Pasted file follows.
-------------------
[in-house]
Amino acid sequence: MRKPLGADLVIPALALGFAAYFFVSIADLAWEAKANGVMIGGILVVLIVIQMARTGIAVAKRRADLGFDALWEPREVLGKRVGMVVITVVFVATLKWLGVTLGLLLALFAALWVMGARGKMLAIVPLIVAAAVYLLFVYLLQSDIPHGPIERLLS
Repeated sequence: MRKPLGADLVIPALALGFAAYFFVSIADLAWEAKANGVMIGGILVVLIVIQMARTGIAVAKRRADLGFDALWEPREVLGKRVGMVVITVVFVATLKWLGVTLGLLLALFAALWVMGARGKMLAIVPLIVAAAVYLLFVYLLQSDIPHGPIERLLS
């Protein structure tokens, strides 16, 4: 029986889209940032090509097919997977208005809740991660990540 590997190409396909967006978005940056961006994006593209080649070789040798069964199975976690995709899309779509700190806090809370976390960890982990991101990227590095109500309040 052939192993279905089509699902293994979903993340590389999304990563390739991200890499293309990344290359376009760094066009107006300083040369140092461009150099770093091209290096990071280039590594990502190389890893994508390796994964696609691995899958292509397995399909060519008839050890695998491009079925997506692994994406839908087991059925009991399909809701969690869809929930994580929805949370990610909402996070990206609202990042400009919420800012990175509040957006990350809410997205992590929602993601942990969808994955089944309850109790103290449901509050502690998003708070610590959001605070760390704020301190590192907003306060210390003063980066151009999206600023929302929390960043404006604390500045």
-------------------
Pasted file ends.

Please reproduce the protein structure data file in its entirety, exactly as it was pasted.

[in-house]
Amino acid sequence: MRKPLGADLVIPALALGFAAYFFVSIADLAWEAKANGVMIGGILVVLIVIQMARTGIAVAKRRADLGFDALWEPREVLGKRVGMVVITVVFVATLKWLGVTLGLLLALFAALWVMGARGKMLAIVPLIVAAAVYLLFVYLLQSDIPHGPIERLLS
Repeated sequence: MRKPLGADLVIPALALGFAAYFFVSIADLAWEAKANGVMIGGILVVLIVIQMARTGIAVAKRRADLGFDALWEPREVLGKRVGMVVITVVFVATLKWLGVTLGLLLALFAALWVMGARGKMLAIVPLIVAAAVYLLFVYLLQSDIPHGPIERLLS
């Protein structure tokens, strides 16, 4: 029986889209940032090509097919997977208005809740991660990540 590997190409396909967006978005940056961006994006593209080649070789040798069964199975976690995709899309779509700190806090809370976390960890982990991101990227590095109500309040 052939192993279905089509699902293994979903993340590389999304990563390739991200890499293309990344290359376009760094066009107006300083040369140092461009150099770093091209290096990071280039590594990502190389890893994508390796994964696609691995899958292509397995399909060519008839050890695998491009079925997506692994994406839908087991059925009991399909809701969690869809929930994580929805949370990610909402996070990206609202990042400009919420800012990175509040957006990350809410997205992590929602993601942990969808994955089944309850109790103290449901509050502690998003708070610590959001605070760390704020301190590192907003306060210390003063980066151009999206600023929302929390960043404006604390500045």